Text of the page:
Liquid effluents can be more immediately gratifying, but their lack of organic material means they don’t have the same strong residual effect. “Anytime you’re using manure as a fertilizer, it’s important to monitor your fertility levels in the soil, your organic content, and even your salinity and sodicity is important to get the best benefit out of that manure,” explains Schoenau.

Much like pairing a red wine with a tender steak, soils and fertilizers need to complement one another. Schoenau says commercial fertilizers have become much more expensive in recent years and more and more producers are realizing the value of manure. However, not everyone treats manure with the same degree of sophisticated analysis that is already given to soil and commercial fertilizers.

“So just like when you’re working with a commercial fertilizer, you want to balance or match the amount of nutrient that a crop needs in total to achieve the target yield with what you’re putting on as a fertilizer or manure,” he notes. “The only way you’re going to know that is through a soil test and testing of the manure to find out what’s in it so you can determine the appropriate application rate of manure. Obviously, with a manure or compost that is three or four percent nitrogen, you’re going to need less of it compared to a manure that’s 0.5 percent nitrogen.”

There are private and government laboratories that will perform rate calculation of manure application as indicated by manure and soil testing. The resulting treatment decisions may include liquid, solid or commercial fertilizers – or any combination thereof. However, while a soil health and fertilizer plan may span years, producers must keep a close eye on conditions. Events such as flooding or even a very wet year might require new testing and adjustments to the plan.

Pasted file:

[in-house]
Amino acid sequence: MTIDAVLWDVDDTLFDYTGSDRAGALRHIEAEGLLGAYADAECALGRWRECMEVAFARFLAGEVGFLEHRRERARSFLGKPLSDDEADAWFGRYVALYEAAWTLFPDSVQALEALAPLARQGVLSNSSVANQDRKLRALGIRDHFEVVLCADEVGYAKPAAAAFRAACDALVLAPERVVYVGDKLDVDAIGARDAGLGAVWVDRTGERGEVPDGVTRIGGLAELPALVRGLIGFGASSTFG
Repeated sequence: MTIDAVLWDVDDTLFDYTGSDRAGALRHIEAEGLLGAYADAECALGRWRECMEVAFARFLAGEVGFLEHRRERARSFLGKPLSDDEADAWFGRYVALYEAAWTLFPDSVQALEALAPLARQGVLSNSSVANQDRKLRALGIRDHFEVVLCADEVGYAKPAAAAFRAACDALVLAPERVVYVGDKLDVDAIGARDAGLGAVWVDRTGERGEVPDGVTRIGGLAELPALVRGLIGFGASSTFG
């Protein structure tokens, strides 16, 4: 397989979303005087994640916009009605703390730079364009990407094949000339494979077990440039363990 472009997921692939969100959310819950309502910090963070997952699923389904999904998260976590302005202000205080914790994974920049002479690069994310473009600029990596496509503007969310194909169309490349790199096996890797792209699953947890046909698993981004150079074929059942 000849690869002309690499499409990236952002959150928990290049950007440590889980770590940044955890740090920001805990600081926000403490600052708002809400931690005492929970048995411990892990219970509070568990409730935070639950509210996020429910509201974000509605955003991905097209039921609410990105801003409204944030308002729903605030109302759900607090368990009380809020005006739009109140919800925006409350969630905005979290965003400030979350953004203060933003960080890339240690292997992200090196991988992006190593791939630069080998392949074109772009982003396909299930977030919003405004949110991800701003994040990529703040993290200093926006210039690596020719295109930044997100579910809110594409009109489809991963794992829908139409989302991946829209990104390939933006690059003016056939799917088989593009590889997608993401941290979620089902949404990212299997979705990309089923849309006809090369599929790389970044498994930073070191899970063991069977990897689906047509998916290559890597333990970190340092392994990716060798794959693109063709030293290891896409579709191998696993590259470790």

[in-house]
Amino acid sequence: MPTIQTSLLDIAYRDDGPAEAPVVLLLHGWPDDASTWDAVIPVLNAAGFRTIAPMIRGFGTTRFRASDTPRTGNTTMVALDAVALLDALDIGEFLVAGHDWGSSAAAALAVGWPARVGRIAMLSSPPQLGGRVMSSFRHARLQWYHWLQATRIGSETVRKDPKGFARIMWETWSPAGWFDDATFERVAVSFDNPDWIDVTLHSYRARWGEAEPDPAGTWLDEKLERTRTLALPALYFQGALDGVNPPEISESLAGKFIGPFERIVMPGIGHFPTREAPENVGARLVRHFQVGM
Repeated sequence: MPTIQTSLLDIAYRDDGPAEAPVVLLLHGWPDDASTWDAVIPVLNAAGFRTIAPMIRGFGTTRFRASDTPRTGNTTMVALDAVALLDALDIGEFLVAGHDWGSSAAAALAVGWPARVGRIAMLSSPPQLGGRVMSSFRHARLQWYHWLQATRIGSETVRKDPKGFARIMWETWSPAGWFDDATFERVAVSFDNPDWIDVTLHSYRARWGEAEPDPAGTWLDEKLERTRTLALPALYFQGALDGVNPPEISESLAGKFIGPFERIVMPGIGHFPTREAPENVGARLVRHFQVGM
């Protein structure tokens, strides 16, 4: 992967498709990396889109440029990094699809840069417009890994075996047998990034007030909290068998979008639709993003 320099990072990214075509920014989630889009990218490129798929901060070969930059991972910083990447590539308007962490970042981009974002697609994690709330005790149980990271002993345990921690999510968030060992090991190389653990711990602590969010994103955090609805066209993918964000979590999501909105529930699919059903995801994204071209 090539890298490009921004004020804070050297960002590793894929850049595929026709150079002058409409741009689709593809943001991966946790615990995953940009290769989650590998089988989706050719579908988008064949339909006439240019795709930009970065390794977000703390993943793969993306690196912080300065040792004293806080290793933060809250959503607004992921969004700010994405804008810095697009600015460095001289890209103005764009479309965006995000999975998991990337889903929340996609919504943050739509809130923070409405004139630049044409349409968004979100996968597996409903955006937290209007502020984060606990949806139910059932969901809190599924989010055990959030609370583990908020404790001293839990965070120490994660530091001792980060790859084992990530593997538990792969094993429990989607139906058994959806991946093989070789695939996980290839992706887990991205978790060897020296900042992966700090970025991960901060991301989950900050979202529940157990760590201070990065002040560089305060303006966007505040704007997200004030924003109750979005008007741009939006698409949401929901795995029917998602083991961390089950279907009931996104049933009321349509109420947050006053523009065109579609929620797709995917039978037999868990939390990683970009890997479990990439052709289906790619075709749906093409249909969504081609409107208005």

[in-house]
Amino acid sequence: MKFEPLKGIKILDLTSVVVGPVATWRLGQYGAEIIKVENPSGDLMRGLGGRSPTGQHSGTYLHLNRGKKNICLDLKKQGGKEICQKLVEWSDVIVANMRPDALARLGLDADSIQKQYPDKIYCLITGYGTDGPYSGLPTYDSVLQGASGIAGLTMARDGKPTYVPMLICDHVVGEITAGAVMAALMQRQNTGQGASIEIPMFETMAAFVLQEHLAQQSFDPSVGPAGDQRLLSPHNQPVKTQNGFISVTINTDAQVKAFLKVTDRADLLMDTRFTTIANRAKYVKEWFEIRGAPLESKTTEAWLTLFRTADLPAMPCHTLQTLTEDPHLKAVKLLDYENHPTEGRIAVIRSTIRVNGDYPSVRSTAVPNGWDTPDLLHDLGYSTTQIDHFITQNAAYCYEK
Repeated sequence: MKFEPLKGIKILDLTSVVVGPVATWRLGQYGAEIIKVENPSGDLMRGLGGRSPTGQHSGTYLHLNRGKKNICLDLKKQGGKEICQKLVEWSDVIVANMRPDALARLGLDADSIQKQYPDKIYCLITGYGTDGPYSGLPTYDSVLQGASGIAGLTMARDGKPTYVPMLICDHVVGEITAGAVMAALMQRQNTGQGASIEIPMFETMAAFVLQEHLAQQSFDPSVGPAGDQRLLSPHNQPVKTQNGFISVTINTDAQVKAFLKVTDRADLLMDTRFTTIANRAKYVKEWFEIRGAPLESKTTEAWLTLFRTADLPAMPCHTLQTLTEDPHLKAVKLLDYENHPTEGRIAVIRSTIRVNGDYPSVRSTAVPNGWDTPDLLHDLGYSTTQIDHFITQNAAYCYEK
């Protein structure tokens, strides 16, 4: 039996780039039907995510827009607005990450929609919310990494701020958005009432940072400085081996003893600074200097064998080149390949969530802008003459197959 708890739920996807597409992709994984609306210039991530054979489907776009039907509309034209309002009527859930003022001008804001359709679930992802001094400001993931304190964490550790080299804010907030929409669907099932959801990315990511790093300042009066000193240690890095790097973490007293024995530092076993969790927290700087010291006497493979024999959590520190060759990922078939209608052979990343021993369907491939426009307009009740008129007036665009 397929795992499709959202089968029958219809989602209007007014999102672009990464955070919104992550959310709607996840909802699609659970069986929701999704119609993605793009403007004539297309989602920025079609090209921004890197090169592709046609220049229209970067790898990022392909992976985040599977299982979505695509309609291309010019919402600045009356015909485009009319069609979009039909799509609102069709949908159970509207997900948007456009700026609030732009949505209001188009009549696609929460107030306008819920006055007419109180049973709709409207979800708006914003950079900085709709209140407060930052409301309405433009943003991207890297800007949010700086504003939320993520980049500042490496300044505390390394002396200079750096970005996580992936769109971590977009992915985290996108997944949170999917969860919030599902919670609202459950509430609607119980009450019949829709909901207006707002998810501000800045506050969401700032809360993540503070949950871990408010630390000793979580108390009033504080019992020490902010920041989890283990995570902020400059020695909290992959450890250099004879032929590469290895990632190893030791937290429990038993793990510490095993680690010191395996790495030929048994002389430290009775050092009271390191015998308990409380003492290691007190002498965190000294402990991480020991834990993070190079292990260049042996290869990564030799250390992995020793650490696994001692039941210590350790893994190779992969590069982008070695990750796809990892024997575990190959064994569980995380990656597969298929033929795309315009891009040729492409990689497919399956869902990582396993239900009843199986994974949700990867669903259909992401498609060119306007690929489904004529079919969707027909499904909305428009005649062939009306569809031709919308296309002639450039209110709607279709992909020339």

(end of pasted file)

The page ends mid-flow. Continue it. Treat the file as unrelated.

“In wet conditions, as far as accelerated nutrient losses, nitrogen is the element of most concern,” says Schoenau. “If you do have nitrogen in the soil that has accumulated as nitrate, it’s susceptible to loss by leaching below the root zone if there’s a lot of water moving through the profile.”

Nitrate loss through water movement usually happens in coarse-textured sandy soils, in which the nitrate might be moved below the depth of potential nutrient uptake by roots. “The other potential mechanism is a process called denitrification.

When the soil is flooded, the micro-organisms use the nitrate as an oxygen source, and convert it to nitrogen gas and it’s lost to the air,” says Schoenau.

This method of loss is more common in regions with heavier-textured soil. The micro-organisms run out of oxygen in the saturated soil, and must use the nitrate in their respiration in order to survive. Microbial research has been rapidly advancing, and as more is learned, producers will be able to apply that knowledge to their understanding of how their soil and fertilizers work together.

“It used to be in the past that for identification of micro-organisms there was a fairly elaborate plating process that went on, looking at growth on selective media. But in the last few years, it’s my understanding that the ability to identify microbial populations in the soil has been greatly increased through molecular techniques – DNA fingerprinting and identification of microbial populations using tags like fatty acid composition,” says Schoenau. “Those techniques have greatly accelerated the ability to identify microbial populations, the species of micro-organisms that are out there, their groups, and their diversity.”


March 27, 2013
By Sheri Monk

When growing a sulphur-demanding crop like canola Blindly applying manure to a field is a lot like navigating a certain creek without a paddle – it doesn’t work.